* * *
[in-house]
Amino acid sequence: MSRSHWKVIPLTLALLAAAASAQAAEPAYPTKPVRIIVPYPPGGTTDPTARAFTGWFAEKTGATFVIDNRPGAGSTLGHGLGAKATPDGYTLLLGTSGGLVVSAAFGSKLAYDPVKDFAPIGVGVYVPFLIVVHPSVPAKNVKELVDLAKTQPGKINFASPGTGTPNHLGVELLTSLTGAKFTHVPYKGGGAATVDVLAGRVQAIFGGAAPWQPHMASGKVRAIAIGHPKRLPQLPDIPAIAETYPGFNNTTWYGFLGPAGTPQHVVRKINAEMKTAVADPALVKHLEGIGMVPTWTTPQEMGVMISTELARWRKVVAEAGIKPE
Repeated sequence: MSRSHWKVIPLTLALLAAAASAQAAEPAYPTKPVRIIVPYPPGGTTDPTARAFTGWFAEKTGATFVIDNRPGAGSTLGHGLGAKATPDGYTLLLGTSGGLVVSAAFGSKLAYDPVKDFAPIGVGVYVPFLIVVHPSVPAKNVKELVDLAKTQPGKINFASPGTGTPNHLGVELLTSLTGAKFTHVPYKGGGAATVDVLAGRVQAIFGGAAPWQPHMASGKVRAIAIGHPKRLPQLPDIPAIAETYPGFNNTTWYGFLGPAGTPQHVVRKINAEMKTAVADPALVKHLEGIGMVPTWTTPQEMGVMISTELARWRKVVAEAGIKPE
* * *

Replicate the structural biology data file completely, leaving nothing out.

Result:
[in-house]
Amino acid sequence: MSRSHWKVIPLTLALLAAAASAQAAEPAYPTKPVRIIVPYPPGGTTDPTARAFTGWFAEKTGATFVIDNRPGAGSTLGHGLGAKATPDGYTLLLGTSGGLVVSAAFGSKLAYDPVKDFAPIGVGVYVPFLIVVHPSVPAKNVKELVDLAKTQPGKINFASPGTGTPNHLGVELLTSLTGAKFTHVPYKGGGAATVDVLAGRVQAIFGGAAPWQPHMASGKVRAIAIGHPKRLPQLPDIPAIAETYPGFNNTTWYGFLGPAGTPQHVVRKINAEMKTAVADPALVKHLEGIGMVPTWTTPQEMGVMISTELARWRKVVAEAGIKPE
Repeated sequence: MSRSHWKVIPLTLALLAAAASAQAAEPAYPTKPVRIIVPYPPGGTTDPTARAFTGWFAEKTGATFVIDNRPGAGSTLGHGLGAKATPDGYTLLLGTSGGLVVSAAFGSKLAYDPVKDFAPIGVGVYVPFLIVVHPSVPAKNVKELVDLAKTQPGKINFASPGTGTPNHLGVELLTSLTGAKFTHVPYKGGGAATVDVLAGRVQAIFGGAAPWQPHMASGKVRAIAIGHPKRLPQLPDIPAIAETYPGFNNTTWYGFLGPAGTPQHVVRKINAEMKTAVADPALVKHLEGIGMVPTWTTPQEMGVMISTELARWRKVVAEAGIKPE